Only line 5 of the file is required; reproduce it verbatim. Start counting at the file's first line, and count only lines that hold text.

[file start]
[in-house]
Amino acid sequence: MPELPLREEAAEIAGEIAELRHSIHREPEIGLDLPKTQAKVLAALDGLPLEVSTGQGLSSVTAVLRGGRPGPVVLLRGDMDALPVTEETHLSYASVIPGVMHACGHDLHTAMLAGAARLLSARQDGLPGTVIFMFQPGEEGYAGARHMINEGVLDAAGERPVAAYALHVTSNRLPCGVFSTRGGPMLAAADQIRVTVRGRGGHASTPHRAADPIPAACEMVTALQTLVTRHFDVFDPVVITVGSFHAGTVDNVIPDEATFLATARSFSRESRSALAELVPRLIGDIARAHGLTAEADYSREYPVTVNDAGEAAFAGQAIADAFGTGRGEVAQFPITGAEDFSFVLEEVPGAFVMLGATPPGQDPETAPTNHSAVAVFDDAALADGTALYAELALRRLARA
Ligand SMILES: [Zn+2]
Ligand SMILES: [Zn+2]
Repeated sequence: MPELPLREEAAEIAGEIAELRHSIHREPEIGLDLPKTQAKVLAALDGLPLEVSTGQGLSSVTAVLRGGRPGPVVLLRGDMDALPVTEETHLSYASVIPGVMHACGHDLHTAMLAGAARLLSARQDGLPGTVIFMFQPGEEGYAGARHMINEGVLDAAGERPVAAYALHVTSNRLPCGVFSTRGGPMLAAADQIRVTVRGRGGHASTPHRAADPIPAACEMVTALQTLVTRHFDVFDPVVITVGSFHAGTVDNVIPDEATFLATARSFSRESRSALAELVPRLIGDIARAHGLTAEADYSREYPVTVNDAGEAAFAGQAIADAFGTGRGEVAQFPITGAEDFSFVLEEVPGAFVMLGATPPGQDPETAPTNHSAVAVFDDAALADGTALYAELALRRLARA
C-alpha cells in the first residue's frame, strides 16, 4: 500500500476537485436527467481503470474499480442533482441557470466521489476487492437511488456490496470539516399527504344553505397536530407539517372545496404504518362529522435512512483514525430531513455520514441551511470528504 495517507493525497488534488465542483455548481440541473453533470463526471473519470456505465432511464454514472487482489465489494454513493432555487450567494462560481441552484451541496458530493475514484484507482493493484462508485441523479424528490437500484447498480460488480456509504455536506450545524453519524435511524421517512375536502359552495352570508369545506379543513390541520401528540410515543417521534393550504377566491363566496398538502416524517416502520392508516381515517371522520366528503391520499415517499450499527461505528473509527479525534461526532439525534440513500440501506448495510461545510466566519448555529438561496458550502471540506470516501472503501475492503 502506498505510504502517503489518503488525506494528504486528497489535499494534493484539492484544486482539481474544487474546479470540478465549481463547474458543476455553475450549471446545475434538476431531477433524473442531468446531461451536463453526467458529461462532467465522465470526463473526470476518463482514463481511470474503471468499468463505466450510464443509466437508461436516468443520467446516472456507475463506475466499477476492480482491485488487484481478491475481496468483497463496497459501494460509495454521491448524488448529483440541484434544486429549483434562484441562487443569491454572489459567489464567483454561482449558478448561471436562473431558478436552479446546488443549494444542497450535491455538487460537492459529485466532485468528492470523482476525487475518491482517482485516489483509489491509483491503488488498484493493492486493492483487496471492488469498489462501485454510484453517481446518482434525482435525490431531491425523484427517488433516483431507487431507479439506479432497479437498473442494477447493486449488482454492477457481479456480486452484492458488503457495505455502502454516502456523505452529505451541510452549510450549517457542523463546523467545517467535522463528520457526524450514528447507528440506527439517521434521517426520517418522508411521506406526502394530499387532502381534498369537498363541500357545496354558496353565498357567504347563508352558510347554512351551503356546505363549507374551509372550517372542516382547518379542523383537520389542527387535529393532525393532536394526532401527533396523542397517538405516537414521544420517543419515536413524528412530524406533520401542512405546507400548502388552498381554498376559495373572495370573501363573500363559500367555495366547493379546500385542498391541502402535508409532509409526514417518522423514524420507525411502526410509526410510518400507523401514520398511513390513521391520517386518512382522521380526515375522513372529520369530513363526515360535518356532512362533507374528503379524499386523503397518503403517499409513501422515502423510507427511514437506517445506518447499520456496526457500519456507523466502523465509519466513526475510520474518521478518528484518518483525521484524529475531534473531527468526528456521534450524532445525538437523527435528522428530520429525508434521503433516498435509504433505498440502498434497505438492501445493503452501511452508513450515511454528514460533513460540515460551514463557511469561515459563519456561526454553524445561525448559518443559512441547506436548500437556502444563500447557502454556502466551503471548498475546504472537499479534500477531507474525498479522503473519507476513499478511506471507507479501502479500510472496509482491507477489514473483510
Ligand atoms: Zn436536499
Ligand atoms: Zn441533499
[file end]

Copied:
Repeated sequence: MPELPLREEAAEIAGEIAELRHSIHREPEIGLDLPKTQAKVLAALDGLPLEVSTGQGLSSVTAVLRGGRPGPVVLLRGDMDALPVTEETHLSYASVIPGVMHACGHDLHTAMLAGAARLLSARQDGLPGTVIFMFQPGEEGYAGARHMINEGVLDAAGERPVAAYALHVTSNRLPCGVFSTRGGPMLAAADQIRVTVRGRGGHASTPHRAADPIPAACEMVTALQTLVTRHFDVFDPVVITVGSFHAGTVDNVIPDEATFLATARSFSRESRSALAELVPRLIGDIARAHGLTAEADYSREYPVTVNDAGEAAFAGQAIADAFGTGRGEVAQFPITGAEDFSFVLEEVPGAFVMLGATPPGQDPETAPTNHSAVAVFDDAALADGTALYAELALRRLARA